($22, 12.5% alcohol by volume)

Swedish Hill OptimusThe second wine was the 2007 Optimus from Swedish Hill Winery. The Peterson Family began planting grapes in 1969 to sell to other wineries, and started making their own wine in 1985. Today Swedish Hill is one of the largest wineries in the Finger Lakes region.

The 2007 Optimus is a blend of 42% Cabernet Sauvignon, 33% Merlot and 25% Cabernet Franc. The wine was aged in small oak barrels for one year.

Unlike 2011, 2007 was a great growing year, which came through in the lush cherry and red currant flavors in the wine. A hint of vanilla and black pepper added finesse, and the finish was soft and satisfying.
($25, 13.2% alcohol by volume)

The third wine was the 2010 Cabernet Franc from Heron Hill Winery. Heron Hill planted its first grapes in 1972 and produced its first vintage in 1977.

The Cabernet Franc contains around 10% percent Merlot and 5% Cabernet Sauvignon. As winemaker Bernard Cannac explained, it is a field blend, as that is how the vines are planted. The grapes were fermented together and the wine spent 14 months in French, Hungarian and American oak barrels.

Fresh berries abounded on the nose and palate, with flavors of cherry, raspberry and cranberry layered with cedar, tobacco, violet and herbs de Provence. Good acidity and supple tannins gave the wine a silky and upbeat mouthfeel.
($25, 12.5% alcohol by volume)

Damiani Cabernet FrancNext came the 2010 Cabernet Franc Reserve from Damiani Wine Cellars. Winemaker Lou Damiani and grower Phil Davis started the winery in 2004. This wine is a standout for Damiani Wine Cellars, which makes single vineyard and single variety wines only in exceptional years.

This wine is 100% Cabernet Franc from Lou’s home vineyard of one acre. Twenty percent of the wine spent 3 months in new American oak, then 6 months in French oak barrels that were one year old.

The Cabernet Franc had mouth-filling flavors of raspberry, boysenberry and blueberry jam, with gentle notes of spice and an elegant finish with lingering vanilla.
($43, 13.9% alcohol by volume)

The fifth wine was the 2010 Lemberger from Rooster Hill Vineyards. Lemberger is another name for Blaufränkisch, a red wine grape grown throughout Central Europe, most notably in Austria. A number of Finger Lakes wineries produce wine from this grape. Lemberger is similar in taste and in style to Pinot Noir, Gamay or light-bodied Merlot.

Amy and David Hoffman opened Rooster Hill Vineyards ten years ago. Their Lemberger is made from estate-grown fruit, and aged 21 months in 100% French oak barrels. Light bodied and reddish-purple in color, this wine had flavors of red and black cherry, sweet strawberry and freshly-ground black pepper, with a touch of baked fig on the finish.
($25, 12.4% alcohol by volume)

Atwater Pinot NoirThe sixth wine was the 2010 Pinot Noir from Atwater Estate Vineyards. The 80 acre vineyard dates back to the early 1900s and was purchased in 1999 by Ted Marks.

The wine is 100% Pinot Noir, made with grapes that are grown on Dijon and Beaujolais clones. The wine spent 11 months in French oak barrels, of which 10% were new.

From the first sip, the Atwater Pinot Noir was a really lovely wine. It was more Burgundian in style and flavor (rather than Californian), with notes of Bing cherry and raspberry. Subtle cedar and sandalwood flavors emerged as the wine had time in the glass. The texture was velvety smooth, the finish soft and satisfying.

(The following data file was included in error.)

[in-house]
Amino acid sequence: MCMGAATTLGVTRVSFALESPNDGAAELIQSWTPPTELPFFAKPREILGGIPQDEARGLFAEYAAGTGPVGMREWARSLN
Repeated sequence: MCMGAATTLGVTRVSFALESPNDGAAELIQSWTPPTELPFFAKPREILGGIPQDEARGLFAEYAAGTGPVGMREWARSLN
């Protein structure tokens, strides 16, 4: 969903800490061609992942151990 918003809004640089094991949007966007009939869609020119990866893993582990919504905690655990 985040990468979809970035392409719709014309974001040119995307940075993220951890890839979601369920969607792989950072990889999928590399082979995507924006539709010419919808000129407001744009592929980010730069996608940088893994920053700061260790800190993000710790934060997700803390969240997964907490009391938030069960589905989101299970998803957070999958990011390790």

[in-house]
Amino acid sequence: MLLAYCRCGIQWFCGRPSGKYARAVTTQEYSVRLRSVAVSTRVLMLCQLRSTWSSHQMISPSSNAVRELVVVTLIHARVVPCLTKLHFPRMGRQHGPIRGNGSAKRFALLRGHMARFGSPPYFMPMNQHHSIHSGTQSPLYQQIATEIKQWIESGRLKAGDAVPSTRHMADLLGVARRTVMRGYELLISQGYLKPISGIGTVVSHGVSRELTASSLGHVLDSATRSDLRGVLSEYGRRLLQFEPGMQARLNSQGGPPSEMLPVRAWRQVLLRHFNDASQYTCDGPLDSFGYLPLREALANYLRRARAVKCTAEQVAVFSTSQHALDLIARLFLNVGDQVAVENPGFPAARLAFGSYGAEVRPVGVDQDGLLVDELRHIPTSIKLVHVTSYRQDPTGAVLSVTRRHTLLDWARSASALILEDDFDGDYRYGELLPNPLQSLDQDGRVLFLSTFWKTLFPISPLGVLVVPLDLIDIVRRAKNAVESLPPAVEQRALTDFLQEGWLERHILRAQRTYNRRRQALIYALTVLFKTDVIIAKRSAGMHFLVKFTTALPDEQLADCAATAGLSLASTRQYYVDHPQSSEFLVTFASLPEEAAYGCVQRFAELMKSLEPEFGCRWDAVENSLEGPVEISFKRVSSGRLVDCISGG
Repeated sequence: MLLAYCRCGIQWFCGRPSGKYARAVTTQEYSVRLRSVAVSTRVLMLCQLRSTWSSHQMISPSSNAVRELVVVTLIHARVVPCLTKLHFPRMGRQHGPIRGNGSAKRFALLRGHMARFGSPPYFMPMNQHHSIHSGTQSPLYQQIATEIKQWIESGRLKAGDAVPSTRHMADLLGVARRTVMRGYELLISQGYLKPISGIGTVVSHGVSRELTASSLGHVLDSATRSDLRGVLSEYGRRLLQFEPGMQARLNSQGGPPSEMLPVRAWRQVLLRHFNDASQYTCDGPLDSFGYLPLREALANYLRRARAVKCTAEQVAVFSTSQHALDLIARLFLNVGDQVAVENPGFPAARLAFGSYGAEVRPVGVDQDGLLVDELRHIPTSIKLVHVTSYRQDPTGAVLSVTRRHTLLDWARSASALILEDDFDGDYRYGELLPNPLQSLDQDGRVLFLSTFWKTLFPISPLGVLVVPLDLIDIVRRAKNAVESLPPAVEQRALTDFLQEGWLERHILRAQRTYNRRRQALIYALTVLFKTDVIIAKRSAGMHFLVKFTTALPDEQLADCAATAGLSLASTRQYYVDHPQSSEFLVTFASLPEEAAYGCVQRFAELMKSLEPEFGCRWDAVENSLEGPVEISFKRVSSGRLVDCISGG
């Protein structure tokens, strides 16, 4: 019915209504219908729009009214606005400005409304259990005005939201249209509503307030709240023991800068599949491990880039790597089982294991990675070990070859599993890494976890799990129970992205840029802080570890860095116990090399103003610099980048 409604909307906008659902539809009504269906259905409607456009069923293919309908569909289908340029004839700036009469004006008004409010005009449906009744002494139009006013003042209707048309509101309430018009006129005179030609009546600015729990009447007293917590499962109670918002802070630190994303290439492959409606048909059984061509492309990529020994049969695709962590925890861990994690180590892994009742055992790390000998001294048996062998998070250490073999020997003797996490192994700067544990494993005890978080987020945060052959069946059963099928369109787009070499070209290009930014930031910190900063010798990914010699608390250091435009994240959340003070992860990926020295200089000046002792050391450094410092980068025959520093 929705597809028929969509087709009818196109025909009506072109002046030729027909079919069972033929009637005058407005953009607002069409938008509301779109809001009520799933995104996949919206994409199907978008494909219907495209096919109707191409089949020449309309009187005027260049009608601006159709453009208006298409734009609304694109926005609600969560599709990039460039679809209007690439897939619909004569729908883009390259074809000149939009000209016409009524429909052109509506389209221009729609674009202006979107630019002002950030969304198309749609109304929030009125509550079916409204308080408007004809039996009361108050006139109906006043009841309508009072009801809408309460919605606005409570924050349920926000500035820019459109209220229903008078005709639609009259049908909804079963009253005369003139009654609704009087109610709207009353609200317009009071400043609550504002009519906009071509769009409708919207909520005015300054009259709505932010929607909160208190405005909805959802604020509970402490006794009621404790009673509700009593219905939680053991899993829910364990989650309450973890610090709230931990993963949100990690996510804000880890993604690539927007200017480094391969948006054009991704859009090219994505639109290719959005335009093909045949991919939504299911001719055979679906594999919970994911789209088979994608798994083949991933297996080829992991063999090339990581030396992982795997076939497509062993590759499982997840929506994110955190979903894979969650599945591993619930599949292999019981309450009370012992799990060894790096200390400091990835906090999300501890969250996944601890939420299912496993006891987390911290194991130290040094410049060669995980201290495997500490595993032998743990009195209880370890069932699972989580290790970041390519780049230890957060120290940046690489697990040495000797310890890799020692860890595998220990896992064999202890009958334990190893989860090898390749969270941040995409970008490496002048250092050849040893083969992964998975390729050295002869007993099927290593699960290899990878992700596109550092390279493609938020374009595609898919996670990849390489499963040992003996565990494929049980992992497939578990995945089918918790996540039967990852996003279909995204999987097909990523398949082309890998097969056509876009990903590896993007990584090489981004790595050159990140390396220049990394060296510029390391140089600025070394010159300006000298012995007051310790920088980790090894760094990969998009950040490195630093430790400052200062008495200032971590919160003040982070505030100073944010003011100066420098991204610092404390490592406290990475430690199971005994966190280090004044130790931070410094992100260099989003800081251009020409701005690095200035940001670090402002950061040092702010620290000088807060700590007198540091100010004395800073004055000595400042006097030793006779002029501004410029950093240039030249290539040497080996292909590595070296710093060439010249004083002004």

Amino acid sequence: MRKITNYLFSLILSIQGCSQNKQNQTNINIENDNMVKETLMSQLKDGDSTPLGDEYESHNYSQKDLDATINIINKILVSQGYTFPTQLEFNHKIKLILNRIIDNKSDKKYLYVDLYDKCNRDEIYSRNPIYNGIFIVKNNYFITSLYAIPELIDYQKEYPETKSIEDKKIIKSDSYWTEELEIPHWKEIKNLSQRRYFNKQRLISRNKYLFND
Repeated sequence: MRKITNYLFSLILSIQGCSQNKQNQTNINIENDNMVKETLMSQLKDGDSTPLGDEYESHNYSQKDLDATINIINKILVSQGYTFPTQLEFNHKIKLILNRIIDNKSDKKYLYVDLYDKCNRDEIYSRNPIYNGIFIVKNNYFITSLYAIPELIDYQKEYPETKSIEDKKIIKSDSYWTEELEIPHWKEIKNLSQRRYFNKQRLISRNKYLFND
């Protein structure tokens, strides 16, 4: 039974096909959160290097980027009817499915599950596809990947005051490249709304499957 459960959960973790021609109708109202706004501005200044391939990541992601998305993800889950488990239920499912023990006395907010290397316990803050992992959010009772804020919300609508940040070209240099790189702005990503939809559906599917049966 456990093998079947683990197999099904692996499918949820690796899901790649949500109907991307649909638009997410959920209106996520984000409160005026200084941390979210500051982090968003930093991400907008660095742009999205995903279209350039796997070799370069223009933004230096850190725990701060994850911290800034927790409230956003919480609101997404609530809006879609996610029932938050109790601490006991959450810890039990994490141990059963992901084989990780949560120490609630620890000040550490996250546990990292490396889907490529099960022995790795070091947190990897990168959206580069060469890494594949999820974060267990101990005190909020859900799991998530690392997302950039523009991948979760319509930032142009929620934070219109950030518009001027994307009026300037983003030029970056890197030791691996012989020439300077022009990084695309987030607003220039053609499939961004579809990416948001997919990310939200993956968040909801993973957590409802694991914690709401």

($17, 12.5% alcohol by volume)

The seventh wine was the 2011 Essence from Hector Wine Company. This winery is a little less than three years old, and opened during the 2010 harvest. It is owned and operated by viticulturalist Jason Hazlitt and winemaker Justin Boyette.

The 2011 Essence is a blend of 40% Syrah, 40% Cabernet Sauvignon and 20% Merlot. The wines were aged separately in small oak barrels for 10 to 12 months, then blended and bottled.

After tasting the Bordeaux blends it was interesting to see how Syrah can give a red blend added oomph. Aromas of red berries and black pepper introduced flavors of red cherry, plum, and violet, with a hint of baking spices on the silky smooth finish.
($25, 12.5% alcohol by volume)

McGregor Russian RedThe virtual tasting ended on a high note, with an unusual wine from McGregor Vineyard. Their 2008 Black Russian Red is a blend of Saperavi and Sereksiya Charni. These grapes originate from Eastern Europe; Saperavi is a main grape used to make wine in the country of Georgia, and Sereksiya Charni is an obscure variety from Moldova.

The McGregor family established their vineyard in 1971. They planted what John McGregor called “oddball” vinifera grapes to see what would work; through trial and error they found out which grapes did best in the Finger Lakes’ climate.

The Saperavi and Sereksiya Charni grapes were harvested by hand. After undergoing fermentation and malolactic fermentation the wine spent 26 months in American oak barrels.

In tasting the Black Russian Red you can almost visualize winemaker Jeff Dencenburg taking these rugged Eastern European grapes and taming them through the fermenting and barrel-aging process. The wine was dark purple in color, with aromas of blackberry and plum. These flavors expanded on the palate, with layers of boysenberry, red and black currant and sweet oak. Smooth tannins gave the wine a velvety mouthfeel. The finish was long with a lingering hint of vanilla.
($54, 12.4% alcohol)

Some final conclusions after tasting these red wines from the Finger Lakes:

•  In these light to medium-bodied wines, the flavors of the grapes stand out. Good acidity makes them food friendly, and the moderate alcohol and low oak exposure don’t overwhelm the delicate flavors.
•  There are talented winemakers right now in the Finger Lakes who know when and how to blend multiple grapes to produce the best wines.
•  2010 seems to have been a standout year for Finger Lakes wines, and winemakers say 2012 was a good year as well – look for wines from these vintages.
•  Don’t think that Finger Lakes wines are all white or sweet – the red wines are well worth a taste!

View the wineries on a map:


View Finger Lakes Wineries in a larger map